Rangers rout Canadiens in Eastern Final Game 1
May 18, 2014INDIANA SPORTS PAGE
NHL PRESS RELEASE
MONTREAL -- Nobody could have seen this coming, not with the recent history between the teams, the elite goalies in the nets, and the 21,273 people in the stands going bonkers.
Bell Centre was the Rangers' house of horrors entering Game 1 of the Eastern Conference Final on Saturday, but they wiped away any nightmarish thoughts they might have had with a 7-2 win against the Montreal Canadiens on Saturday.
It's the first game in the past six between the Rangers and Canadiens that did not end with a shutout; New York had been shut out in five of its past seven games here. The nine goals scored are five more than the combined total from the three regular-season games this season.
Ryan McDonagh tied a Rangers record for most points in a Stanley Cup Playoff game by a defenseman (four; a goal and three assists). It was the first time the Rangers scored seven goals in a playoff game since April 17, 2007, when they defeated the Atlanta Thrashers 7-0.
New York scored two goals in the first 6:27, two in the final 61 seconds of the second period, and three power-play goals in the first 4:36 of the third. Three times they scored twice in less than two minutes.
Game 2 of the best-of-7 series is Monday at Bell Centre (8 p.m. ET; NBCSN, CBC, RDS).
"We're not surprised in the way we played," Staal said. "We had a great start to the game, set the tempo right from the beginning, and were able to convert on a couple, which is big in a road rink, especially here. We were able to carry that through."
"We were not sharp in front of him," Therrien said.
There was concern early in the second period that Price was injured when Rangers forward Chris Kreider lost his balance and went barreling into the goalie's right knee with his skates ahead of him. Therrien said he thought the play was "accidental, honestly," and Kreider said he "just had too much momentum and couldn't really avoid him. It didn't feel too good for me either."
Price stayed in the game after getting some attention from the trainer, but he allowed goals to Kreider off the rush and Brad Richards from the goal line on the left side late in the period as the Rangers extended their lead to 4-1.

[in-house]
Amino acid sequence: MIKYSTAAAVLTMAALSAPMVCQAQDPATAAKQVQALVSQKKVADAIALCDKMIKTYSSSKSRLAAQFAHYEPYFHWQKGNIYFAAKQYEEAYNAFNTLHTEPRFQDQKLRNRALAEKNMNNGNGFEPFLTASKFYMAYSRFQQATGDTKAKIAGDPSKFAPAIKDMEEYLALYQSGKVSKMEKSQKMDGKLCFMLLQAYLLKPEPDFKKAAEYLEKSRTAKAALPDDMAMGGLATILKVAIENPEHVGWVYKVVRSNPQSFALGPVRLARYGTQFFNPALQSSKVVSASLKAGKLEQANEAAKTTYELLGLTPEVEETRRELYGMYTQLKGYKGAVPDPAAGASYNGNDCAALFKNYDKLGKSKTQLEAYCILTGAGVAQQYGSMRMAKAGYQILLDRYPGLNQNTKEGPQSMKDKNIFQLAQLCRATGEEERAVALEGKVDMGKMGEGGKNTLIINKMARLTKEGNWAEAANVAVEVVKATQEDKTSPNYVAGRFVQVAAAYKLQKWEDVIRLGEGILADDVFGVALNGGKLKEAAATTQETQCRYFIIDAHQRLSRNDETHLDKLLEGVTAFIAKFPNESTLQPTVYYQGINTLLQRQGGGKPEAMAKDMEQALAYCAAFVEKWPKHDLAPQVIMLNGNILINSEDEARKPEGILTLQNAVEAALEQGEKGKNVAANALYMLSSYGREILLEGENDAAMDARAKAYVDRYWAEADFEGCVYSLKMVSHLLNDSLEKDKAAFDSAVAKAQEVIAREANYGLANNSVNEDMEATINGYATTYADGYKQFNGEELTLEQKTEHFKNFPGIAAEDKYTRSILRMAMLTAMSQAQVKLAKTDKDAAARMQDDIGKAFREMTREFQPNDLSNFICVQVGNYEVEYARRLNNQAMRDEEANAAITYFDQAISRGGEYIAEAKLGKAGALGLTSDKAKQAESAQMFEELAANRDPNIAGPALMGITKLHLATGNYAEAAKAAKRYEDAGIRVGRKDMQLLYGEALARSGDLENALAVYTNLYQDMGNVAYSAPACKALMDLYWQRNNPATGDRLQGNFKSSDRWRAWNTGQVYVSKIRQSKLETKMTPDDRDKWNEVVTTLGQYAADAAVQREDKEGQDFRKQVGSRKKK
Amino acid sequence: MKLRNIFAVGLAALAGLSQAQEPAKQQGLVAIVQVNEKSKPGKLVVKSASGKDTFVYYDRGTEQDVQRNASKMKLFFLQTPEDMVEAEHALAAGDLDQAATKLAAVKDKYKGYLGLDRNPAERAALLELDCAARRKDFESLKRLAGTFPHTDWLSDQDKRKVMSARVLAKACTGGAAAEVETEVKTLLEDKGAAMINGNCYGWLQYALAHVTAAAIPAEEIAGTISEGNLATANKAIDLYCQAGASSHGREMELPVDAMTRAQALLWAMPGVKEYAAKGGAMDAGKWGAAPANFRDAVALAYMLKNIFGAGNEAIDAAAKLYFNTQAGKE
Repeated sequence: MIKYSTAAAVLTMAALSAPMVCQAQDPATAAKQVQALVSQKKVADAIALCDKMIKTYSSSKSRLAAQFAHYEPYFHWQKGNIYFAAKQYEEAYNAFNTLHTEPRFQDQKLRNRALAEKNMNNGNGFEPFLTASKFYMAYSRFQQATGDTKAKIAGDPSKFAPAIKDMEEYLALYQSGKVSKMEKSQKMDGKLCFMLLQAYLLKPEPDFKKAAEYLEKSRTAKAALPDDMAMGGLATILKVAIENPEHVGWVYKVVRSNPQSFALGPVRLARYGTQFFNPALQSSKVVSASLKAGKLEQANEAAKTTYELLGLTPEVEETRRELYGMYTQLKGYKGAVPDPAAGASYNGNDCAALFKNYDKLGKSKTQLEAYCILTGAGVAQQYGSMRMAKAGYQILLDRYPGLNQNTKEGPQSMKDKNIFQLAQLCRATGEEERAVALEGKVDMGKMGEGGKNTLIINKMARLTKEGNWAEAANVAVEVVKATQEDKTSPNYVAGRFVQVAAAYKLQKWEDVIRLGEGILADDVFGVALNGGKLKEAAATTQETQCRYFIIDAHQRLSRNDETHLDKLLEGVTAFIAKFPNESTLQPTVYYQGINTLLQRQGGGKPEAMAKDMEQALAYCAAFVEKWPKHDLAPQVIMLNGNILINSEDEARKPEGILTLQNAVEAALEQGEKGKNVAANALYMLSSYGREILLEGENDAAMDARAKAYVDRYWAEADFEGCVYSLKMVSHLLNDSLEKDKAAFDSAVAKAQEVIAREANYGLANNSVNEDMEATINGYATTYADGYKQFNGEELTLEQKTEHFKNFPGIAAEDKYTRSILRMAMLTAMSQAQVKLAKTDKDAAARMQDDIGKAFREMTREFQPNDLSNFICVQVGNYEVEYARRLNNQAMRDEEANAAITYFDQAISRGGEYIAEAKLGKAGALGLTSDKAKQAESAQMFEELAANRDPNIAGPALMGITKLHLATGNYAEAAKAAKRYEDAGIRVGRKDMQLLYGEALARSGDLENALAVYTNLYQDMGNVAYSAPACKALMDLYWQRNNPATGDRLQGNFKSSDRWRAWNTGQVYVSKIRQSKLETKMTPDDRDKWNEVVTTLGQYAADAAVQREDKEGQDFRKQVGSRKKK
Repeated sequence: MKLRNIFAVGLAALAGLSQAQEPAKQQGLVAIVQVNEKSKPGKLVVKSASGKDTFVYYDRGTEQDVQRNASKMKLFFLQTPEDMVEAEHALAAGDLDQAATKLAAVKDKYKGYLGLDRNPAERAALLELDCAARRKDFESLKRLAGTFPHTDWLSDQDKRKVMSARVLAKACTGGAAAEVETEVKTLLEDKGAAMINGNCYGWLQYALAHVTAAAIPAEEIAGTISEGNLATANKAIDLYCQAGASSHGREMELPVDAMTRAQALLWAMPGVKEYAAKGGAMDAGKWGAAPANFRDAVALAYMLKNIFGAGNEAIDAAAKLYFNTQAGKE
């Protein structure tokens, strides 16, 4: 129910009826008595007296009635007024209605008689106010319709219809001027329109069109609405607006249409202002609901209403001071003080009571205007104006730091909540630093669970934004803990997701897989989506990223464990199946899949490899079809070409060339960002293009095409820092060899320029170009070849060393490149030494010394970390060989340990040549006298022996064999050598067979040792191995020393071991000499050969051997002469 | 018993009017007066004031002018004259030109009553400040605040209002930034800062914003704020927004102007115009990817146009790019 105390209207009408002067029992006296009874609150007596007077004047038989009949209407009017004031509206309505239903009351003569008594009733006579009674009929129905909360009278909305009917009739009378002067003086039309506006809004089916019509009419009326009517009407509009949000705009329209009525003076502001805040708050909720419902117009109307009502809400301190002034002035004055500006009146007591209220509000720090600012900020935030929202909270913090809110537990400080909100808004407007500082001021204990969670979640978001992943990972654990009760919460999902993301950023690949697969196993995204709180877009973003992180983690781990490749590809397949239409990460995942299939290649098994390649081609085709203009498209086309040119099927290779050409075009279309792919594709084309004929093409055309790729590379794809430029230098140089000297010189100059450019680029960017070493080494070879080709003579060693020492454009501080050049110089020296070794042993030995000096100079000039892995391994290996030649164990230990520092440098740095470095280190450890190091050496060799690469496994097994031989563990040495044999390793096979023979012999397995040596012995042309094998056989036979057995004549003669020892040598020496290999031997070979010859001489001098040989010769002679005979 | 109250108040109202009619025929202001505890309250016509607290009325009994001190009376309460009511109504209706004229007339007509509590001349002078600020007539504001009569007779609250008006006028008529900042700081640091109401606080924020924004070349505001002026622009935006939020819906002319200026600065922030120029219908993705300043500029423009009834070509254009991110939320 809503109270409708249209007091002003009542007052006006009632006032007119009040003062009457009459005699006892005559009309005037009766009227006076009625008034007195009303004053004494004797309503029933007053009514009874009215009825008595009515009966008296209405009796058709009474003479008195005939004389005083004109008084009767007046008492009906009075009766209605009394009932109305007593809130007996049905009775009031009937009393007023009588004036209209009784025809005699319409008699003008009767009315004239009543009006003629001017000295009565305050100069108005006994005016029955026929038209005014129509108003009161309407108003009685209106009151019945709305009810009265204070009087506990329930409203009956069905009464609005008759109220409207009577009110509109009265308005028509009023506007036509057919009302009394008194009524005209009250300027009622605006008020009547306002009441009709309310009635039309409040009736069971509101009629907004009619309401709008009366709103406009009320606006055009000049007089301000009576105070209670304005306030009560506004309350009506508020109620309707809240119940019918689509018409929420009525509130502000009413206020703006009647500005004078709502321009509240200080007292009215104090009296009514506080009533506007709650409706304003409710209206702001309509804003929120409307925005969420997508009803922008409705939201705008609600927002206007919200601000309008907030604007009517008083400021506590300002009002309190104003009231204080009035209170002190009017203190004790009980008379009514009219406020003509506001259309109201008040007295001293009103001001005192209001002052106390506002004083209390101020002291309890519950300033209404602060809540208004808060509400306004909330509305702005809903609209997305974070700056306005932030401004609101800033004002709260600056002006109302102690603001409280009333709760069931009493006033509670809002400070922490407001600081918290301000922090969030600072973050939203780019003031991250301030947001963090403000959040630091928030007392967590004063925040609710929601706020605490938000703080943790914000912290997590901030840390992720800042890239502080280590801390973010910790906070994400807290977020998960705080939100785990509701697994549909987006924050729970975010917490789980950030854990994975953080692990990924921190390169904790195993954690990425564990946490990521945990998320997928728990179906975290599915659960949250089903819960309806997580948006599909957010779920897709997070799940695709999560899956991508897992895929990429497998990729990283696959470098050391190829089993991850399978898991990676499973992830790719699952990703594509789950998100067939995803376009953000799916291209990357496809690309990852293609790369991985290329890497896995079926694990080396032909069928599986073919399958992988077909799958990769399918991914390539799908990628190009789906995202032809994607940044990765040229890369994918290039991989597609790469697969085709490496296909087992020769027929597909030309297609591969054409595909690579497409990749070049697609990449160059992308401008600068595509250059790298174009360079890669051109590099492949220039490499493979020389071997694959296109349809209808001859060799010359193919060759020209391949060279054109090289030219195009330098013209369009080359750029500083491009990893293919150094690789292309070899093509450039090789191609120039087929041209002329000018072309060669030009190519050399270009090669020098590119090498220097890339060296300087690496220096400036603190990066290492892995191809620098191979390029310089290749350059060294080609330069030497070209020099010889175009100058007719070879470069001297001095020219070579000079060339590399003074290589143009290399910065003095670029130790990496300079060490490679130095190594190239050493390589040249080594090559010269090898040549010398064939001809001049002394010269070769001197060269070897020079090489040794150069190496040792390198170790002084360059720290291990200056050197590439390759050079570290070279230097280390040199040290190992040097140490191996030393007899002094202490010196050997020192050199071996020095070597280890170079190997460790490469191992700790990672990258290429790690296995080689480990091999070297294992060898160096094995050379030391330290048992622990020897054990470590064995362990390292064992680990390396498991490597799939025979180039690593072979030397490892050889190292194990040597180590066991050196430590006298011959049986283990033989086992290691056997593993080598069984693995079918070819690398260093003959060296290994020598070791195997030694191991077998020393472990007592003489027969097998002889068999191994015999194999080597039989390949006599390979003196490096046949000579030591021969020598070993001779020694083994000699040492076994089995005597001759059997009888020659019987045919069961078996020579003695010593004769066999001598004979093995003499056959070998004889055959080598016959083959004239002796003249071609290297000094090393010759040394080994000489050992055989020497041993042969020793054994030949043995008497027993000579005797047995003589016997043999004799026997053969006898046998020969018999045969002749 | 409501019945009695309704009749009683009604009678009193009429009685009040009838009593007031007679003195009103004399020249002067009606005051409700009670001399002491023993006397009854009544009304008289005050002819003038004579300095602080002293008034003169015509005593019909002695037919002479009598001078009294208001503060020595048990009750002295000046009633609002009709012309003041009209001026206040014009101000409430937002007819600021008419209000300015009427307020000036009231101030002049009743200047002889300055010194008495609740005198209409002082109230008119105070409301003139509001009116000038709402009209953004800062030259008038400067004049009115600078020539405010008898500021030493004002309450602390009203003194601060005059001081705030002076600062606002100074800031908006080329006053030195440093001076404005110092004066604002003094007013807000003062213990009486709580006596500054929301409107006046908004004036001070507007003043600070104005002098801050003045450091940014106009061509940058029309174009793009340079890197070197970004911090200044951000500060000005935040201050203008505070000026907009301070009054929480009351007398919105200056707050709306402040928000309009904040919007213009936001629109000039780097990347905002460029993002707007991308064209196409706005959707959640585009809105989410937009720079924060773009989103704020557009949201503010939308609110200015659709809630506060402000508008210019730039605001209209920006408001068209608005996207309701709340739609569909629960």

"You never want to lose a game, but it's going to bring us back to earth," Therrien said. "We, as a group, have to be ready to compete and play every night if we want to have a chance to win. So we put that game behind us, we've got to move forward, but that's a good lesson."
Lundqvist's personal struggles at Bell Centre were a major storyline heading into the series, and he won in the building for the first time since March 17, 2009. He hadn't played here since Jan. 15, 2012, and he was 0-3-1 with a 4.63 GAA and .862 save percentage in his previous four appearances in Montreal.
The Rangers hadn't scored more than one goal in a game at Bell Centre since Jan. 15, 2011, when they lost 3-2.
"You guys [the media] like to talk about it, you like to ask me about it; I haven't played here in a while, but it's still the same game," Lundqvist said. "Last time I played here, we had a different team, and I think I've grown as a goalie as well. But every time you play the game you have to show yourself and your teammates that you can play. So, yeah, we got a great start here and a good win, but it's about doing it again in the next one."
Nash's power-play goal at 4:36 of the third period gave the Rangers a 7-1 lead. It might have been a meaningless goal in the game, but it wasn't to Nash, who hadn't scored since April 10, the Rangers' second-to-last game of the regular season.
"It was nice to get that one," Nash said.
McDonagh will be linked in the Rangers' record book with former captains Brian Leetch, Brad Park and Dave Maloney as the defensemen to have four points in a playoff game. Leetch was the most recent to do it, on June 7, 1994 against the Vancouver Canucks, the last time the Rangers played in the Stanley Cup Final.
"It could have been anyone [Saturday] the way we were really moving the puck and seeing plays happen," McDonagh said.
Martin St. Louis gave the Rangers a 1-0 lead 4:35 with a one-timer off a backhand pass through the slot by Dominic Moore. Moore also made a backhand pass to get an assist on Zuccarello's goal that put New York up 2-0 1:52 after St. Louis scored.
Moore played extended minutes (16:36 on 26 shifts) because the Rangers were short a center after Derick Brassard left the game with an apparent upper-body injury after taking a hard, open-ice hit from Montreal defenseman Mike Weaver early in the first period.
Rangers coach Alain Vigneault said Brassard is day-to-day. He also praised Moore.
"He did an unbelievable job," Vigneault said.